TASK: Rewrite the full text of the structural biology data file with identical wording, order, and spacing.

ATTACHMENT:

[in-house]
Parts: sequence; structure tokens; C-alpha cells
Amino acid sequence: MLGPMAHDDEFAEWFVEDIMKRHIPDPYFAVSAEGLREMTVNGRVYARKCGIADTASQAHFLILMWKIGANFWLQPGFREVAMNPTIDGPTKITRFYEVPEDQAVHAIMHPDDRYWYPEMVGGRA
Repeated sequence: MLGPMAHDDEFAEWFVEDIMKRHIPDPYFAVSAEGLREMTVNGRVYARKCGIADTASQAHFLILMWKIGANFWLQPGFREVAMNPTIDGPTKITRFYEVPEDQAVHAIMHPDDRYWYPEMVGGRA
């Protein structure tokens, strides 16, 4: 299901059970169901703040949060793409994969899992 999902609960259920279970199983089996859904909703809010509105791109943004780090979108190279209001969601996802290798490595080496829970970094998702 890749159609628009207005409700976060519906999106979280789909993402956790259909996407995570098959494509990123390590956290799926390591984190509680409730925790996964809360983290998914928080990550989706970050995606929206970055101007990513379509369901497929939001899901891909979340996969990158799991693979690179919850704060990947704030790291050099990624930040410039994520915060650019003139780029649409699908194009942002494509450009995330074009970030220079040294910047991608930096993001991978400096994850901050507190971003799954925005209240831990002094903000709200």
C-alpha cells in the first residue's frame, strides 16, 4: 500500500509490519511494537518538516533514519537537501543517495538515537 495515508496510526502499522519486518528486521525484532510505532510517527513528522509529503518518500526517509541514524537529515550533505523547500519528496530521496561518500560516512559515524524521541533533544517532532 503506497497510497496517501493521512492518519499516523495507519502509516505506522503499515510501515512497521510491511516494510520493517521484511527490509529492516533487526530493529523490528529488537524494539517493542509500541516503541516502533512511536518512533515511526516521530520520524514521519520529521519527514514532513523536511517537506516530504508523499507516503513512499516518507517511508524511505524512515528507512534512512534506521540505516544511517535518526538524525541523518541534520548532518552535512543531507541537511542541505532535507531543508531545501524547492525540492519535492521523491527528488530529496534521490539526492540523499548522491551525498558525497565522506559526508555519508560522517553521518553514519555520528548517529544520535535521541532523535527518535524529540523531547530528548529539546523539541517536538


[in-house]
Parts: sequence; structure tokens; C-alpha cells
Amino acid sequence: MLGPMAHDDEFAEWFVEDIMKRHIPDPYFAVSAEGLREMTVNGRVYARKCGIADTASQAHFLILMWKIGANFWLQPGFREVAMNPTIDGPTKITRFYEVPEDQAVHAIMHPDDRYWYPEMVGGRA
Repeated sequence: MLGPMAHDDEFAEWFVEDIMKRHIPDPYFAVSAEGLREMTVNGRVYARKCGIADTASQAHFLILMWKIGANFWLQPGFREVAMNPTIDGPTKITRFYEVPEDQAVHAIMHPDDRYWYPEMVGGRA
């Protein structure tokens, strides 16, 4: 299901059970169901703040949060793409994969899992 999902609960259920279970199983089996859904909703809010509105791109943004780090979108190279209001969601996802290798490595080496829970970094998702 890749159609628009207005409700976060519906999106979280789909993402956790259909996407995570098959494509990123390590956290799926390591984190509680409730925790996964809360983290998914928080990550989706970050995606929206970055101007990513379509369901497929939001899901891909979340996969990158799991693979690179919850704060990947704030790291050099990624930040410039994520915060650019003139780029649409699908194009942002494509450009995330074009970030220079040294910047991608930096993001991978400096994850901050507190971003799954925005209240831990002094903000709200």
C-alpha cells in the first residue's frame, strides 16, 4: 500500500509490519511494537518538516533514519537537501543517495538515537 495515508496510526502499522519486518528486521525484532510505532510517527513528522509529503518518500526517509541514524537529515550533505523547500519528496530521496561518500560516512559515524524521541533533544517532532 503506497497510497496517501493521512492518519499516523495507519502509516505506522503499515510501515512497521510491511516494510520493517521484511527490509529492516533487526530493529523490528529488537524494539517493542509500541516503541516502533512511536518512533515511526516521530520520524514521519520529521519527514514532513523536511517537506516530504508523499507516503513512499516518507517511508524511505524512515528507512534512512534506521540505516544511517535518526538524525541523518541534520548532518552535512543531507541537511542541505532535507531543508531545501524547492525540492519535492521523491527528488530529496534521490539526492540523499548522491551525498558525497565522506559526508555519508560522517553521518553514519555520528548517529544520535535521541532523535527518535524529540523531547530528548529539546523539541517536538